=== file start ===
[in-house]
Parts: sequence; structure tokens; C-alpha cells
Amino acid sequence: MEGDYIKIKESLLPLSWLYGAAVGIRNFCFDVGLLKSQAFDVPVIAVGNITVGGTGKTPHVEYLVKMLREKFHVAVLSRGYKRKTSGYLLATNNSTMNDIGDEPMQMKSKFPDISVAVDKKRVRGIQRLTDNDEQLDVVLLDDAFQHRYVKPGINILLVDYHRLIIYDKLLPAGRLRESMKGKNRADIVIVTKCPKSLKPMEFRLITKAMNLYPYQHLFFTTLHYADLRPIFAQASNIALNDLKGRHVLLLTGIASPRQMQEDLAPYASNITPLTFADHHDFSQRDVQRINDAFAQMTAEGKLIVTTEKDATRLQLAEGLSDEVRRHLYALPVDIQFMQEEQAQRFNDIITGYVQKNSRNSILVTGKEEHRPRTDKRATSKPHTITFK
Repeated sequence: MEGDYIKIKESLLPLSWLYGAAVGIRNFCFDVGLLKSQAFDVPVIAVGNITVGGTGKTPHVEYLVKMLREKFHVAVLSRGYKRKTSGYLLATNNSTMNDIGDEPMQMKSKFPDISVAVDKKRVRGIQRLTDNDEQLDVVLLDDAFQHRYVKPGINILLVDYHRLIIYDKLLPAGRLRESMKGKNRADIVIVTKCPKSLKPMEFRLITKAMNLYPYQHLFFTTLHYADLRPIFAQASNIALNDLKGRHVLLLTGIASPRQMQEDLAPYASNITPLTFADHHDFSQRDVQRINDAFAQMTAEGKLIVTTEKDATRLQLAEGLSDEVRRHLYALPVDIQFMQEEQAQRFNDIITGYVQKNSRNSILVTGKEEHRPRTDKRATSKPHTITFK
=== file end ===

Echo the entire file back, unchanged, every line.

[in-house]
Parts: sequence; structure tokens; C-alpha cells
Amino acid sequence: MEGDYIKIKESLLPLSWLYGAAVGIRNFCFDVGLLKSQAFDVPVIAVGNITVGGTGKTPHVEYLVKMLREKFHVAVLSRGYKRKTSGYLLATNNSTMNDIGDEPMQMKSKFPDISVAVDKKRVRGIQRLTDNDEQLDVVLLDDAFQHRYVKPGINILLVDYHRLIIYDKLLPAGRLRESMKGKNRADIVIVTKCPKSLKPMEFRLITKAMNLYPYQHLFFTTLHYADLRPIFAQASNIALNDLKGRHVLLLTGIASPRQMQEDLAPYASNITPLTFADHHDFSQRDVQRINDAFAQMTAEGKLIVTTEKDATRLQLAEGLSDEVRRHLYALPVDIQFMQEEQAQRFNDIITGYVQKNSRNSILVTGKEEHRPRTDKRATSKPHTITFK
Repeated sequence: MEGDYIKIKESLLPLSWLYGAAVGIRNFCFDVGLLKSQAFDVPVIAVGNITVGGTGKTPHVEYLVKMLREKFHVAVLSRGYKRKTSGYLLATNNSTMNDIGDEPMQMKSKFPDISVAVDKKRVRGIQRLTDNDEQLDVVLLDDAFQHRYVKPGINILLVDYHRLIIYDKLLPAGRLRESMKGKNRADIVIVTKCPKSLKPMEFRLITKAMNLYPYQHLFFTTLHYADLRPIFAQASNIALNDLKGRHVLLLTGIASPRQMQEDLAPYASNITPLTFADHHDFSQRDVQRINDAFAQMTAEGKLIVTTEKDATRLQLAEGLSDEVRRHLYALPVDIQFMQEEQAQRFNDIITGYVQKNSRNSILVTGKEEHRPRTDKRATSKPHTITFK